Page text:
There’s always a lot of confusion around the types of loans offered when buying your home. We have tried to simplify things a bit and have included a brief on each below.
Fixed + Adjustable Rates
You will have the opportunity to secure either a fixed rate or an adjustable rate mortgage. A fixed rate has the same rate for the entire term (usually 30 years.) An adjustable rate mortgage, also known as an ARM will change. This can happen every year. An example of one type for ARM is the 5/1. Meaning it has the same rate for the first 5 years and is then changes every year after that.
Both of these types have their pros and cons. The benefit of the ARM is that you traditionally start off at a lower rate. The security of a fixed loan that never changes can also be seen as a benefit, so it really depends on your individual goals and timeline.
Another factor in the loan system is whether it is Government-Insured versus a Conventional Loan. A conventional loan is one that is not insured or guaranteed by the federal government in any way.
There are three government-backed mortgage loans, which we have outlined —
- FHA Loans
Managed by the Department of Housing and Urban Development, FHA loans are available to all types of borrowers. The government insures the lender against losses that might result from borrower default. Advantage: This program allows you to make a down payment as low as 3.5% of the purchase price. Disadvantage: You’ll have to pay for mortgage insurance, which will increase the size of your monthly payments.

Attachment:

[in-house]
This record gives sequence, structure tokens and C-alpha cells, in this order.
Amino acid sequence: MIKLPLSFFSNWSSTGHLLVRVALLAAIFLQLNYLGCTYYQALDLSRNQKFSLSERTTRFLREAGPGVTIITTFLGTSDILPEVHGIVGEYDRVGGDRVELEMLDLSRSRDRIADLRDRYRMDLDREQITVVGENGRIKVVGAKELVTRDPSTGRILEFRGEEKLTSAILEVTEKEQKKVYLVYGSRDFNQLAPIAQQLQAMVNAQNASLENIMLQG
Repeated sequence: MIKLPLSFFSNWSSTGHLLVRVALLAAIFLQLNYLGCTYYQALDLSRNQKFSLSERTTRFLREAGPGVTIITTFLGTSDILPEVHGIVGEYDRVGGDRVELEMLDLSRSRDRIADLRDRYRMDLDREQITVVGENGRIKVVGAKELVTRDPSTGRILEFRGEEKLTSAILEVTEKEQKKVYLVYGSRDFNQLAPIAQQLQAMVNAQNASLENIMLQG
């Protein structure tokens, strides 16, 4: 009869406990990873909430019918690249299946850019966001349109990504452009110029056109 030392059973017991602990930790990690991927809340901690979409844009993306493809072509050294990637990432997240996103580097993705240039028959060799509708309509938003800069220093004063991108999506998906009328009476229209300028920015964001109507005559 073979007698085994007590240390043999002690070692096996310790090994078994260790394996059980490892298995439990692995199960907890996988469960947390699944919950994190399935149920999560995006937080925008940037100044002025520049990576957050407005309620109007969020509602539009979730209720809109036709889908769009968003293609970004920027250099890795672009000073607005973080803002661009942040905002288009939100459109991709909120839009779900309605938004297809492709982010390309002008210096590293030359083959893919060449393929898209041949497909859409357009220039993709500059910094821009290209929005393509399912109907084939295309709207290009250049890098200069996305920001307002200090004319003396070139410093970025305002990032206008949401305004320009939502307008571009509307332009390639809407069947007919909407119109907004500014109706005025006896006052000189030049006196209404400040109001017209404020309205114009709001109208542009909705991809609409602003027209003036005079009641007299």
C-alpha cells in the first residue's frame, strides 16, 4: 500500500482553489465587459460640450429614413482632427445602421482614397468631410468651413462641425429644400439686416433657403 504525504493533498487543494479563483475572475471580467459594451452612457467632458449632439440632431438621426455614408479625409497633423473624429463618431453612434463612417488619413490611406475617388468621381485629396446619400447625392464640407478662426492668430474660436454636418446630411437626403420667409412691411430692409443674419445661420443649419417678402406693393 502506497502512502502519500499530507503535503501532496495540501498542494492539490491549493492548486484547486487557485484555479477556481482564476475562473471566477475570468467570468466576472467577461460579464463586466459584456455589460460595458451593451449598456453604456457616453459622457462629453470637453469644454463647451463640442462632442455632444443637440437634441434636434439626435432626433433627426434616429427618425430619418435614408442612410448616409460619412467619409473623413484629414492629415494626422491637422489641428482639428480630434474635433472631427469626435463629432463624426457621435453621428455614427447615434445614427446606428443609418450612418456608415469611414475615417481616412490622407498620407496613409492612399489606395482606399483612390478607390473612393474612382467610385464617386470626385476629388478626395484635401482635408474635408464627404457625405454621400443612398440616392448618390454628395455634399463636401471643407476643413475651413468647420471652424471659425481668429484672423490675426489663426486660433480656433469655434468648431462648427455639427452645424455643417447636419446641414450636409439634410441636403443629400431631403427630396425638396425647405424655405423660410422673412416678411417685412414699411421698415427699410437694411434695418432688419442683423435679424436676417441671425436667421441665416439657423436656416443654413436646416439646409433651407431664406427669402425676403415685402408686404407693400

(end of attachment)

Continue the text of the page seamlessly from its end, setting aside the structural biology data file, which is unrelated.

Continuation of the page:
- VA Loans
The U.S. Department of Veterans Affairs offers a loan program to military service members and their families. Similar to the FHA program, these types of mortgages are guaranteed by the federal government. Advantage: borrowers can receive 100% financing for the purchase of a home.
- USDA / RHS Loans
The United States Department of Agriculture offers a loan program for rural borrowers who meet certain income requirements. The program is managed by the Rural Housing Service, part of the Department of Agriculture. This type of mortgage loan is offered to “rural residents who have a steady, low or modest income, and yet are unable to obtain adequate housing through conventional financing.”
The last factor is whether or not you loan is a Jumbo versus Conforming loan. A conforming loan is one that meets the underwriting guidelines of Fannie Mae or Freddie Mac, relative to the size of the loan. Fannie and Freddie are two gov’t controlled corporations that purchase and sell mortgage-backed securities. A jumbo loan exceeds the conforming loan size limits. This type of mortgage represents a higher risk for the lender, mainly due to its size. There are higher bars the borrower must hit in order to secure this type of loan…
That is a wrap for now. If you have any questions relative to financing, email our preferred lender, Erin Sadlier at Guaranteed Rate.